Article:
Devices used for related purposes have also been developed. U.S. Pat. No. 7,168,568 to Wise describes a device for separating non-magnetic minerals from a source containing both magnetic and non-magnetic material. U.S. Pat. No. 3,761,132 to Grable teaches an apparatus for upwardly displacing soil by delivering fluid under pressure underground, with the potential auxiliary purpose of removing upwardly displaced precious metal particles.
While each of these devices is useful for its intended purpose, none enables a user to easily transport a machine to a site of sand or other ore naturally containing metals, which machine can be utilized to efficiently remove and retain heavy metals from significant quantities of sand.
SUMMARY AND OBJECTS OF THE INVENTION
A primary object of the present invention is to provide a method and apparatus for removing gold or other heavy metals from sand or other material in which the metals naturally occur. Although this description consistently refers to sand, it is understood that the mechanism and process will work with any granular or pulverized ore or other material in which heavy metals can be found.
Another object of the present invention is to provide such an apparatus which can be easily transported to sites of naturally occurring metals, so that the process can be accomplished at that site.
Yet another object of the present invention is to provide such an apparatus which efficiently processes large quantities of sand or other material, allowing metals to be removed and retained in a time period which is significantly less than achievable with known mechanisms.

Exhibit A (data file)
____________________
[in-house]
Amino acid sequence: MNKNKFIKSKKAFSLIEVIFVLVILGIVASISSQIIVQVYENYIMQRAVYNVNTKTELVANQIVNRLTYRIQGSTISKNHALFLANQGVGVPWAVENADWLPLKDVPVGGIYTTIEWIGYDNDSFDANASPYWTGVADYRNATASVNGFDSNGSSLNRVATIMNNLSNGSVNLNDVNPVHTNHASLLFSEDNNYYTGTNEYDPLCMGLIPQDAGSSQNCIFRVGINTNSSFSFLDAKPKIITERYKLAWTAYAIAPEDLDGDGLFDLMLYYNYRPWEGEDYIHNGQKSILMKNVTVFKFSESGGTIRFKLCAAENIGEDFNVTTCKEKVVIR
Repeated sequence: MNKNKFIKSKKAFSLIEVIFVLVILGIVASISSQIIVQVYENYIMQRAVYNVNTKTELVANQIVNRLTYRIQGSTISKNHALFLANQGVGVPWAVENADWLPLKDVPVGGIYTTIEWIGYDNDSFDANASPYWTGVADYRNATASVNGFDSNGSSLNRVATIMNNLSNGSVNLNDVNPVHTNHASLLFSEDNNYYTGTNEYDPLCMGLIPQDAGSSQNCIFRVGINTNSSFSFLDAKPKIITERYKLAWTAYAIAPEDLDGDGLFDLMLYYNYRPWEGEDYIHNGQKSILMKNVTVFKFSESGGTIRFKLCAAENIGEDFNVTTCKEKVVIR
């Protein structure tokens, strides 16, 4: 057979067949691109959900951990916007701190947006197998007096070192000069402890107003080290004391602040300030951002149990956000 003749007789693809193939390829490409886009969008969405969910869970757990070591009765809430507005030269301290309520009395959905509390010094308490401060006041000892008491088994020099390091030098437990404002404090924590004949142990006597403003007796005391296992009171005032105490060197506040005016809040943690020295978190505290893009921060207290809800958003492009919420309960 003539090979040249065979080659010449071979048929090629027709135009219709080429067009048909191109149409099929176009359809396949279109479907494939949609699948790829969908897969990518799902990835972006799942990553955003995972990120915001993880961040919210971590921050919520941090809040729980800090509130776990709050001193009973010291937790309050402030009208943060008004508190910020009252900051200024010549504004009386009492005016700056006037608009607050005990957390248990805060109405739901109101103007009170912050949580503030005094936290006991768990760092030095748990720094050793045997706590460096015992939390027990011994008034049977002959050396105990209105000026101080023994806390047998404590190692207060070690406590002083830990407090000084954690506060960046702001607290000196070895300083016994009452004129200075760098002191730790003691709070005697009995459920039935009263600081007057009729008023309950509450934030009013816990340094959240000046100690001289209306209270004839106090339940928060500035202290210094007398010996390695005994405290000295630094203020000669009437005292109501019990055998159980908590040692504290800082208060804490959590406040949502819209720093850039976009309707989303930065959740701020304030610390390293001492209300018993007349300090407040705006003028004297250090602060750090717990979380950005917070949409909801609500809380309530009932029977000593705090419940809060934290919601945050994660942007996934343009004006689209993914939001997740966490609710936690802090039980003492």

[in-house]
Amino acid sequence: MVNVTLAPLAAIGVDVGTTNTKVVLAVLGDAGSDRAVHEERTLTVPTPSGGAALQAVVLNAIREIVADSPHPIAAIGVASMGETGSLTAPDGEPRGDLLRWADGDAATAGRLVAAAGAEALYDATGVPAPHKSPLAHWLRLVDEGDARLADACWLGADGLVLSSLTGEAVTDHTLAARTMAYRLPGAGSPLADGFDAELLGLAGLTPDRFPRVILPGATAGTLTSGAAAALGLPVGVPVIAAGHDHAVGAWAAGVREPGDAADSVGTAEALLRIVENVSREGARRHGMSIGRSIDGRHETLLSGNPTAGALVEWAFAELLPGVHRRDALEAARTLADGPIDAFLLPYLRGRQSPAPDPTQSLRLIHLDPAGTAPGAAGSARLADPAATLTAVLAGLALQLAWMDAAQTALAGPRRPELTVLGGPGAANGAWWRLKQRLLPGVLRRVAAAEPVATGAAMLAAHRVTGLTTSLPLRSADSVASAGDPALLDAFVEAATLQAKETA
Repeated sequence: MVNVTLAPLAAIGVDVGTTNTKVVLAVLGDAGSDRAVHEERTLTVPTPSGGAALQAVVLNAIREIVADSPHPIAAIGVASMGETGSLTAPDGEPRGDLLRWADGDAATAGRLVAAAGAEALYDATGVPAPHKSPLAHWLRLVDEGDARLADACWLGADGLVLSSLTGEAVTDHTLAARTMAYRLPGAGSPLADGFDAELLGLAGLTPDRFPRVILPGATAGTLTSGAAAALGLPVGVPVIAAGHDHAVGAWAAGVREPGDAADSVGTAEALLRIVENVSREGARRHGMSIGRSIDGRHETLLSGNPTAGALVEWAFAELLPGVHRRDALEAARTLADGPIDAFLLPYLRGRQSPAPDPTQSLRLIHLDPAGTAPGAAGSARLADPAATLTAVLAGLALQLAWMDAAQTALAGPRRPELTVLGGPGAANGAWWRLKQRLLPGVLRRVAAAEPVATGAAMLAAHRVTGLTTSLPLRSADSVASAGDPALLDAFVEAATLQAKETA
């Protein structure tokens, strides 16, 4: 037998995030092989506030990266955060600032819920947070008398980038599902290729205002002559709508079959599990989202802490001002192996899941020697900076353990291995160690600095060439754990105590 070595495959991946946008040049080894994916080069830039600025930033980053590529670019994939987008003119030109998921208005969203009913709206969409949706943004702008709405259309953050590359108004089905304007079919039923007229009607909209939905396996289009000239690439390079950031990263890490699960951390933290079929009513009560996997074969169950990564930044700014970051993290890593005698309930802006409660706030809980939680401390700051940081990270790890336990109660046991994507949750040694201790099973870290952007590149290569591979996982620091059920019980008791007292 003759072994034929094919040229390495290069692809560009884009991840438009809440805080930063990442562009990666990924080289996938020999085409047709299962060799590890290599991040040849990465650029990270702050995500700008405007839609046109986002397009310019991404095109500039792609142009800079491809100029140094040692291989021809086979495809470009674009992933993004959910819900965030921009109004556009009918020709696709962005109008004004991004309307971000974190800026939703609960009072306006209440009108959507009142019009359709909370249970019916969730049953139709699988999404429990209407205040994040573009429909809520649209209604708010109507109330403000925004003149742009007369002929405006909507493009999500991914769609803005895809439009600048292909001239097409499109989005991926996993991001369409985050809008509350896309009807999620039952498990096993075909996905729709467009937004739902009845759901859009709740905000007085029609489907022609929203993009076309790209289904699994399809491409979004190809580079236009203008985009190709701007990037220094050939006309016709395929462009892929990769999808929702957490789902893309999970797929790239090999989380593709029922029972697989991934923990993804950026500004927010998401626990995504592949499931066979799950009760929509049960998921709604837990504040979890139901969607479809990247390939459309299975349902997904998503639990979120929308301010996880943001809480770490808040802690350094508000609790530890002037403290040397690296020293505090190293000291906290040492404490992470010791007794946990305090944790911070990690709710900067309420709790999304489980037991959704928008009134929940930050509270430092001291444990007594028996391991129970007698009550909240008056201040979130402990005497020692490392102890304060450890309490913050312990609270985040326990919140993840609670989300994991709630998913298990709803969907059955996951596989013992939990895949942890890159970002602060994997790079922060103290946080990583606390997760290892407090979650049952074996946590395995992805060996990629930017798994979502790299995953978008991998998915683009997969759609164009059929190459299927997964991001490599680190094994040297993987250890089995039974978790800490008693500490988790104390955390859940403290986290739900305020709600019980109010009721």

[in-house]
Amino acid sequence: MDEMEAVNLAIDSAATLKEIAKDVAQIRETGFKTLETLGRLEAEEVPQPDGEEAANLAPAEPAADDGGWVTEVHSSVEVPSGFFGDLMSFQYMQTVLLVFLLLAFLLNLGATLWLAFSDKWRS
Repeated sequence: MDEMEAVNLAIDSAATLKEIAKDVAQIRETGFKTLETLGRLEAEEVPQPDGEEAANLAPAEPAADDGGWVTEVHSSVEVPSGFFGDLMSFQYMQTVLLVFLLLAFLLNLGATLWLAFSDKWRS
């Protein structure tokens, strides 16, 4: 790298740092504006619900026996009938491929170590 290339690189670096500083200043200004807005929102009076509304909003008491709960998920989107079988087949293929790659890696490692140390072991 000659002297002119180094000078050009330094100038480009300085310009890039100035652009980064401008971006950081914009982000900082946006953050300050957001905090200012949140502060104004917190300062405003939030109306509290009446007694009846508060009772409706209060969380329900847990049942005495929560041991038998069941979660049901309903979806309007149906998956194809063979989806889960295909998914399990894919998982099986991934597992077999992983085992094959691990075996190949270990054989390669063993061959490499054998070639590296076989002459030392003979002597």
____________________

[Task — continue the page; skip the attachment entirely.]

These objects are achieved by a device consisting of a hollow tube with a closed end and an open end, the interior of which is arranged in spiral grooves, a hopper through which sand mixed with metals is funneled into the tube, a mechanism for rotating the tube, and a mechanism for delivering water into the open end of the tube. The device can be constructed so the end of the hollow tube that is open is higher than the end which is closed. Alternatively, a mechanism can be provided for raising the open end when in use, allowing the device to be lowered to a position more suitable for transporting in which the open end is at approximately the same height as the closed end.
The spiral grooves forming the interior wall of the hollow tube are arranged in helical fashion so that those grooves turn at an oblique angle as the tube is rotated. As a result, any material caught in those grooves is moved or screwed toward the open end of the tube as the tube is rotated. Because gold is typically heavier than the sand or other material in which the metal naturally occurs, as sand containing gold is washed and stirred within the tube, gravity keeps the sand and water mixture in the low end of the tube, while gold and other heavy metals settle into the grooves where they are screwed toward the open end. The remaining sand tends to form a mixture with water that can be discharged from an outlet such as a pipe inserted in the middle of the closed end of the tube.